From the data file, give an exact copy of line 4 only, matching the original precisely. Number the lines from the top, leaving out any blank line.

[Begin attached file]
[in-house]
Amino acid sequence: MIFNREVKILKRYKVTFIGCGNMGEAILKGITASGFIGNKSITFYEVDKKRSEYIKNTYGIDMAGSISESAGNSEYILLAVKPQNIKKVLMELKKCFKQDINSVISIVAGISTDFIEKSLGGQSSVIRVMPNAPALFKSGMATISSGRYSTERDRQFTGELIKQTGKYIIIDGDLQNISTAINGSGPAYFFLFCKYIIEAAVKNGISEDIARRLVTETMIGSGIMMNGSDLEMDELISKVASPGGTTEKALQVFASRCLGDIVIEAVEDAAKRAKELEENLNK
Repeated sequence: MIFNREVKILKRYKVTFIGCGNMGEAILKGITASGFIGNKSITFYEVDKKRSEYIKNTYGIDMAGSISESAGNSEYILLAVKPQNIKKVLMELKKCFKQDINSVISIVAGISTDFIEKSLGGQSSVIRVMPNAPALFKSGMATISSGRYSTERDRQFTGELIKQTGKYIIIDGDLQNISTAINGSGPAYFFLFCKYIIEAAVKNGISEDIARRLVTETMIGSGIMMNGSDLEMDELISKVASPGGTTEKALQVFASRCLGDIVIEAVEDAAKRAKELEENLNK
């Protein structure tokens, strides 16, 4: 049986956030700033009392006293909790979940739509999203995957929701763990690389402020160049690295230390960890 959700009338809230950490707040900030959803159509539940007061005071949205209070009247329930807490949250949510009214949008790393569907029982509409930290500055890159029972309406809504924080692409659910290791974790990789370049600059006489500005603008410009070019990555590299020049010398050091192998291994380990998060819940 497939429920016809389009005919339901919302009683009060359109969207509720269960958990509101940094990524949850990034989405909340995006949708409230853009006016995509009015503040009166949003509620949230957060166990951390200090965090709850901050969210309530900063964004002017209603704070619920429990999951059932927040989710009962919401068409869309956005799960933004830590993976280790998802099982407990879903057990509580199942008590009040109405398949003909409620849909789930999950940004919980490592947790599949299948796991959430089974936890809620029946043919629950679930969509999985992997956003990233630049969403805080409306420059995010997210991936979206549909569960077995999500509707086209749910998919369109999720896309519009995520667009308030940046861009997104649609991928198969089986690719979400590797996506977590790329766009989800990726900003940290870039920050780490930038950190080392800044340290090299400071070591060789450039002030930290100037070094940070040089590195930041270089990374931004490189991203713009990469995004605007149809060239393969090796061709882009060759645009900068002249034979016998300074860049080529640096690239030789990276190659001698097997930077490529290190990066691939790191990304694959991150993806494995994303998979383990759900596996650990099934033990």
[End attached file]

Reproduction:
């Protein structure tokens, strides 16, 4: 049986956030700033009392006293909790979940739509999203995957929701763990690389402020160049690295230390960890 959700009338809230950490707040900030959803159509539940007061005071949205209070009247329930807490949250949510009214949008790393569907029982509409930290500055890159029972309406809504924080692409659910290791974790990789370049600059006489500005603008410009070019990555590299020049010398050091192998291994380990998060819940 497939429920016809389009005919339901919302009683009060359109969207509720269960958990509101940094990524949850990034989405909340995006949708409230853009006016995509009015503040009166949003509620949230957060166990951390200090965090709850901050969210309530900063964004002017209603704070619920429990999951059932927040989710009962919401068409869309956005799960933004830590993976280790998802099982407990879903057990509580199942008590009040109405398949003909409620849909789930999950940004919980490592947790599949299948796991959430089974936890809620029946043919629950679930969509999985992997956003990233630049969403805080409306420059995010997210991936979206549909569960077995999500509707086209749910998919369109999720896309519009995520667009308030940046861009997104649609991928198969089986690719979400590797996506977590790329766009989800990726900003940290870039920050780490930038950190080392800044340290090299400071070591060789450039002030930290100037070094940070040089590195930041270089990374931004490189991203713009990469995004605007149809060239393969090796061709882009060759645009900068002249034979016998300074860049080529640096690239030789990276190659001698097997930077490529290190990066691939790191990304694959991150993806494995994303998979383990759900596996650990099934033990």